|Blacksmith forges a sword with the help of a fox spirit. |
Woodcut by Ogata Gekko (1873)
What is this voice that calls him away from life, to climb "the winding ancient stair", into "the breathless starlit air" and
Fix every wandering thought upon
That quarter where all thought is done
He calls it his Soul. Is it calling him to Death? Certainly, it is calling him to die to the natural world, the world of blood and sinew and nerve-endings.
I am re-reading "A Dialogue of Self and Soul", a poem of W.B.Yeats' later years, written when he was over 60. As writer and thinker, he was approaching the peak of his powers, but he was very conscious that his body was failing and he sensed the nearness of Death in recurring bouts of illness. In the chill Dublin fall of 1927, hardly able to breathe, he feared he would not survive the congestion of his lungs. A year later, on vacation in Rapallo, he was stricken by what was diagnosed as "Malta fever" and confined to bed for four months, often too weak to turn his mind to anything more demanding than detective stories, fed an evening diet of serum and very dry champagne.
Sensing Death at his side, in "A Dialogue of Self and Soul", the poet chooses life, even if his choice will carry the price of recurrence of heartache and humiliations of the flesh. In the poem, as so often in Yeats' writing, he gives a personal spin to familiar terms so that we no longer quite recognize them. "Soul", here, is an austere, world-rejecting inner voice. "Self" is the man of flesh and bone, of memory and desire, not ready to cast off from the world.
Yeats' Self has a weapon on his knees: "Sato's ancient blade", "still razor-keen, still like a looking-glass", wrapped in embroidered silk "torn from some court-lady's dress." The image of the long sword sheathed in a lady's silk dress in the poet's lap is raw and sexual; it opens like a wound, bringing a shudder of unease and excitement.
Soul argues with him. He is "long past his prime". He should forget things "emblematical of love and war". If he will only teach his imagination to "scorn the earth", he may win the prize of deliverance from the wheel of reincarnation, from what Soul denounces as "the crime of death and birth."
Self insists on what he can touch and stroke with his hands and his symbol-weaving mind. He evokes the master who made the sword, and the "heart's purple" of the silk streaming under his touch; he sets these against the austerity of the tower he has been called to ascend.
The life-denier soon quits the debate, leaving the poet to speak uninterrupted in Part II of the poem. His memories of his present life are full of hurt and shame, from the "ignominy of boyhood" to the "clumsiness" of the "unfinished man". He broods on how malicious eyes can give a false shape to a man - this man - and so distort his own vision that "he thinks that shape must be his shape."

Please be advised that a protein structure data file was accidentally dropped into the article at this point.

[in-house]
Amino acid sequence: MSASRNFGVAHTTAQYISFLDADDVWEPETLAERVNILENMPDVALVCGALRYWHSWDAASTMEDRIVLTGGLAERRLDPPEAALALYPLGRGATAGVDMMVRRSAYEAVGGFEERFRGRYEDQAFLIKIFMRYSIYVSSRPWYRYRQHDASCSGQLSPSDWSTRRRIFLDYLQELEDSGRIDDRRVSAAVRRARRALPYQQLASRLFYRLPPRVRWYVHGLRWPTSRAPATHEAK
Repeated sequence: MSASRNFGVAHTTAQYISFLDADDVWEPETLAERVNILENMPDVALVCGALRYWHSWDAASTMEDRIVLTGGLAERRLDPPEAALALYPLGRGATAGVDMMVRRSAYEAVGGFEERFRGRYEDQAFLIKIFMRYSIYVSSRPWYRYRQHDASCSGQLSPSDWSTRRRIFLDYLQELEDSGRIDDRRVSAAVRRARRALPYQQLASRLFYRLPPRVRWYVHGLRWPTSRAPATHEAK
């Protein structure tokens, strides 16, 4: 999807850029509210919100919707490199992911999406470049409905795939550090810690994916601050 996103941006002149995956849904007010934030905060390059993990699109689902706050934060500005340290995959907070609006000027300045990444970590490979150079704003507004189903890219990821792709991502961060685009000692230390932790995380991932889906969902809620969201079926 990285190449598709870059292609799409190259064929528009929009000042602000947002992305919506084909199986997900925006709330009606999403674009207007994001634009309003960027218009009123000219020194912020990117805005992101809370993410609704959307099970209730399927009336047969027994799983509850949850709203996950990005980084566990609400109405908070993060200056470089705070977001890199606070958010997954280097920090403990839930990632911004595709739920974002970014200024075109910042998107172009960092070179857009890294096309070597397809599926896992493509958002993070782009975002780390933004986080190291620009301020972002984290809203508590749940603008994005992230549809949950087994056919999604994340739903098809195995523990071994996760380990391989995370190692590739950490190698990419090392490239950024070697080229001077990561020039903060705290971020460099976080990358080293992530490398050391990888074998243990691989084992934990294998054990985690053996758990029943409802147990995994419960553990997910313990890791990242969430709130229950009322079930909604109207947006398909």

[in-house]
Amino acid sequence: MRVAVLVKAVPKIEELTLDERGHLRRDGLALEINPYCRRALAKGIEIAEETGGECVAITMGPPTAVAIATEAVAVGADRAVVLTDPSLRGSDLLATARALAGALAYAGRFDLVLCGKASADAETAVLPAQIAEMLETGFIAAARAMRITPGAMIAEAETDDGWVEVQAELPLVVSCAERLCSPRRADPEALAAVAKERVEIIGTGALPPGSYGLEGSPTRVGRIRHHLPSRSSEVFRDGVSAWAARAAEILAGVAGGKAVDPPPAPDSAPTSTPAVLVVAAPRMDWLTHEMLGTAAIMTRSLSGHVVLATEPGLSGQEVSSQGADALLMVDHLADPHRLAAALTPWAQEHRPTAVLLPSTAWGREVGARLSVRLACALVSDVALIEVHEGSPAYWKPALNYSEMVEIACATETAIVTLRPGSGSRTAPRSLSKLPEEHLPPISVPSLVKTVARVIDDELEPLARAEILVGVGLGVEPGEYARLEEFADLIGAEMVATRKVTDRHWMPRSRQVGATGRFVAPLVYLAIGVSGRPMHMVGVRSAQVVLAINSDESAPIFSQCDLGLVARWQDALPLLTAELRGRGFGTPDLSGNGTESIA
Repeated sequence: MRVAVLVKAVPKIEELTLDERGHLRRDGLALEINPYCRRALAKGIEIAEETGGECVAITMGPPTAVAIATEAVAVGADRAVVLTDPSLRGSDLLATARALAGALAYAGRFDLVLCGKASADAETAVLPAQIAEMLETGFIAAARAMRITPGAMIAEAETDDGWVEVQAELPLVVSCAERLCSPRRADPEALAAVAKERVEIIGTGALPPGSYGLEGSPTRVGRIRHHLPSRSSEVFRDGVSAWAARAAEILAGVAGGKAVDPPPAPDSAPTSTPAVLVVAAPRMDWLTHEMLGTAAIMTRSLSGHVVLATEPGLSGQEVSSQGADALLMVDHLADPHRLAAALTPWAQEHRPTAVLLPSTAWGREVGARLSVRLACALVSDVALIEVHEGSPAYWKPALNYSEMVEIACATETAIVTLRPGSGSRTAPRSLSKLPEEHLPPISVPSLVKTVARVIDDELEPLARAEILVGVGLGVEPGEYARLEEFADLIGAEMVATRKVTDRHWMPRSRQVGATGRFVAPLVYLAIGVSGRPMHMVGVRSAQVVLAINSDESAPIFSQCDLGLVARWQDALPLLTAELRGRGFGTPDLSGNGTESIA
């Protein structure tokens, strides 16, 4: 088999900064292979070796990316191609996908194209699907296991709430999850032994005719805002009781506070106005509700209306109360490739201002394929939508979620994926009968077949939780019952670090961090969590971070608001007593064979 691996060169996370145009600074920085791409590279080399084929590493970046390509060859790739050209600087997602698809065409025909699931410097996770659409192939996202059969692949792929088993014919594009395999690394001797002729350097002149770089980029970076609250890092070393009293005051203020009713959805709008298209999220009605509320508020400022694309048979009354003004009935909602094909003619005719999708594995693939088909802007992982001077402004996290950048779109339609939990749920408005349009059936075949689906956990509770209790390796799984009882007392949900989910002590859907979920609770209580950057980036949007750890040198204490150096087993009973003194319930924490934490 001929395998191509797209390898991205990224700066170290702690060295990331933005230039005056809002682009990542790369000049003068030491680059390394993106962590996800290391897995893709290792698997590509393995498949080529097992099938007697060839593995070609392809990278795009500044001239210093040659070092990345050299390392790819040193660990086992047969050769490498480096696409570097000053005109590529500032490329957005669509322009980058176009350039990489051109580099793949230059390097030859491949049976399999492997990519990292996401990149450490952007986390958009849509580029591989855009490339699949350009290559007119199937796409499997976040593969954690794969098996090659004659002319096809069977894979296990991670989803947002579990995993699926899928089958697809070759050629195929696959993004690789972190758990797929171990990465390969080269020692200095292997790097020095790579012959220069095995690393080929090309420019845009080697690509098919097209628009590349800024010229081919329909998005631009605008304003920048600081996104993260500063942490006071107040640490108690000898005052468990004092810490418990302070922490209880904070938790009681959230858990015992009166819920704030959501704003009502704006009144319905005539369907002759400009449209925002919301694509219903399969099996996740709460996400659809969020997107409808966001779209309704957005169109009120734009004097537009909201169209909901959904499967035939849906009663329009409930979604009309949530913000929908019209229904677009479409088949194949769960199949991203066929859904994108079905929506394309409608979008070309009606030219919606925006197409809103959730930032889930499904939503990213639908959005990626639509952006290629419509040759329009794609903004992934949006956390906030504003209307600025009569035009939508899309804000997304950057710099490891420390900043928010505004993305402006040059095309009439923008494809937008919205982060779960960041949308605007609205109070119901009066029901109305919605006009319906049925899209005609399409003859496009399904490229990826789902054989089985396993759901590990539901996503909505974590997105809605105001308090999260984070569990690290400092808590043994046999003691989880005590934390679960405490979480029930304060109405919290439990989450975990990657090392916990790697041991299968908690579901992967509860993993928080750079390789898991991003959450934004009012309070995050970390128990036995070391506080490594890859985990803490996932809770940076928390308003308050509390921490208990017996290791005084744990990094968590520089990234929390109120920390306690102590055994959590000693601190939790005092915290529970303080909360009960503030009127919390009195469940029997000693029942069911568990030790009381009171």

Yet he cries out, "I am content to live it all again," even if "it be life to pitch/ Into the frog-spawn of a blind man's ditch"
Or into that most fecund ditch of all,
The folly that man does
Or must suffer, if he woos
A proud woman not kindred of his soul.
It seems the wound of his unrequited love for Maud Gonne will never heal. Yet he affirms that he will find the way to forgive himself, cast out remorse, and move on.
We must laugh and we must sing,
We are blest by everything,
Everything we look upon is blest.
That final affirmation rings less certain, for me, than the glint of the sword, through the folds of silk, in the first part of the poem. The last lines, to my ear, are whistling in the dark. I'm for that, but what recruits my conviction is the unexpected marriage of silk and tempered steel.
Curious about the origin of that image, I tracked down Yeats' account of how he came into possession of an antique samurai sword:
A rather wonderful thing happened the day before yesterday. A very distinguished looking Japanese came to see us. He had read my poetry when in Japan and had now just heard me lecture. He had something in his hand wrapped up in embroidered silk. He said it was a present for me. He untied the silk cord that bound it and brought out a sword which had been for 500 years in his family. It had been made 550 years ago and he showed me the maker’s name upon the hilt. I was greatly embarrassed at the thought of such a gift and went to fetch George, thinking that we might find some way of refusing it. When she came I said “But surely this ought always to remain in your family?” He answered “My family have many swords.” But later he brought back my embarrassment by speaking of having given me “his sword.” I had to accept it but I have written him a letter saying that I “put him under a vow” to write and tell me when his first child is born—he is not yet married—that I may leave the sword back to his family in my will. (WBY Letter to Edmund Dulac, 22 March 1920)
The name of the Japanese donor, Sato, is in the poem, where Yeats also refers to the sword as "Montashigi". This is his rendering of Motoshigé, the name used for very special swords created with the craft and ritual of Ko Motoshigé ("Old Motoshige") a master swordmaker of the early fourteenth century.
Inspiration, from a physical object, for the double thrust of passion and of pain that defies Death and abstraction.
The making of a master blade in the illustration above dates back to the eleventh century; here we see a sword being brought alive by a fox spirit. The swordsmith is the renowned Kokaji Munechika, and this is also a dream story; the emperor Ichijô ordered him to forge this blade because of a dream. The story is the theme of a Noh play, and Yeats was strongly influenced by Noh in creating his own one-act plays.